I have a young friend who prefers reading Homer to novels, and shall see if I can persuade her to read this. I guarantee it will start her on a reading life she has not known before.
Well written and researched this book addresses the issue of ownership of body parts that have been used for medical analysis or just taken as if that is the case, but kept and used profitably without the knowledge of the donor or the family of the donor.
I particularly found the end chapter about research and the issues it has raised interesting and well thought out. I got the book intending it for my daughter-in-law who is a scientific researcher, but ended up reading and recommending it for general consumption. It also made me glad to be in a country where medicine prescribed is free and treatment is available to all free at the point of use (paid for by contributions taken through taxation of those in work or on pensions over a minimum amount). We complain about the shortcomings of our system, but it is far more even-handed and available to the vulnerable and needy than that prevalent in the US. For that I am grateful. It made me wonder about the issue of agreement for use of cells etc. here, and that I am unsure about. Blood we give free and voluntarily, and spare parts too, both before and after death, but whether cells and samples taken during treatment could be sold as in the cases cited in this book, I do not know, but intend to find out. As with the daughter of HL who is the main focus of the interviews Skloot conducted, my main interest would be that permission should be given, and information given to donors, not that financial reward should be sought. But then in the UK we don't pay when treated (except for dentistry and opticians) so why should we be paid either?
Since my computer is misbehaving and we had no power over the Christmas period, the weather was atrocious and Mark was ill, but we had lights, I spent a lot of time reading. I decided to revisit books I read in my teens. I suspect I read this one when I was about twelve first, and remembered it with affection, although as usual with no recollection of the contents.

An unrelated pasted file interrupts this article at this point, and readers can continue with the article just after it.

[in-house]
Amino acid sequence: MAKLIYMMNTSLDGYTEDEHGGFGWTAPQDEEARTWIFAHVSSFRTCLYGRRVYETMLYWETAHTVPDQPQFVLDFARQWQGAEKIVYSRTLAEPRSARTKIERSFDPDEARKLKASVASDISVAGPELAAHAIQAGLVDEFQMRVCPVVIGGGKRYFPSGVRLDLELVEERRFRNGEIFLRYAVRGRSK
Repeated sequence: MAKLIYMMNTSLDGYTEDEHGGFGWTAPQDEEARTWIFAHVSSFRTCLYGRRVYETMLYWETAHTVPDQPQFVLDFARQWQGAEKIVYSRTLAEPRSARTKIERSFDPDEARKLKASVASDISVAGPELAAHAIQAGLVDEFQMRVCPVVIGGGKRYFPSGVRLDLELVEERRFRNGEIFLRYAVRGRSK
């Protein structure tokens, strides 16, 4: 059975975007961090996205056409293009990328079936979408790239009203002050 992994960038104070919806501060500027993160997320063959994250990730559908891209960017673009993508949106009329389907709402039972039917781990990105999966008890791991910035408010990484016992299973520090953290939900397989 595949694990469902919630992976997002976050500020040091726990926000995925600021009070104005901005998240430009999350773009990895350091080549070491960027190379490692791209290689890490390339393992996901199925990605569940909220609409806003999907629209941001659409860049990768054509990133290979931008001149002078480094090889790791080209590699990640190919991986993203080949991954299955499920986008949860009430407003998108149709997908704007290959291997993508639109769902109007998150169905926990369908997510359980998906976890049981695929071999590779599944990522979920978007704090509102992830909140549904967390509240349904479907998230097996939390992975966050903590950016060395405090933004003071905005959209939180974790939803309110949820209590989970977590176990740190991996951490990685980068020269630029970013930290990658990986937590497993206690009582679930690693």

I agree almost completely with Andrew Smith's review and will not rewrite it in less good terms. However I found the ending too unlikely now - [spoiler alert!]it seems more likely the family would get such a will overturned. [end of spoiler]
Perhaps age has made a cynic of me! Lovejoy is a delight still and there are touching moments, but unlike one reviewer I cannot see this as having anything in common with chicklit! A delightful step back into my youth. More to come...
This is a very clever book, written from four different perspectives, of participants in the events, but it left me dissatisfied, as I felt no personal attraction to any of the four characters. When I started reading the second account I found it pretty confusing, as it seemed initially to be talking about an entirely different set of events.
If you are the sort of reader who delights in untangling events and working out 'who dunnit' then you may well enjoy this period crime drama, set in the reign of Charles the second, with all the political intrigues, complexities of religious dissent and backroom dealings that followed the Commonwealth era. It is not, to my mind, a book where the author attempts to involve you emotionally with his characters, and I am afraid that is what I seek in fiction.
What the author does achieve supremely well is to recreate the period with detail and well-researched facts - may of the protagonists - political, society, medical, scientific figures - are real historical characters, and short bios of them are given at the end of the book.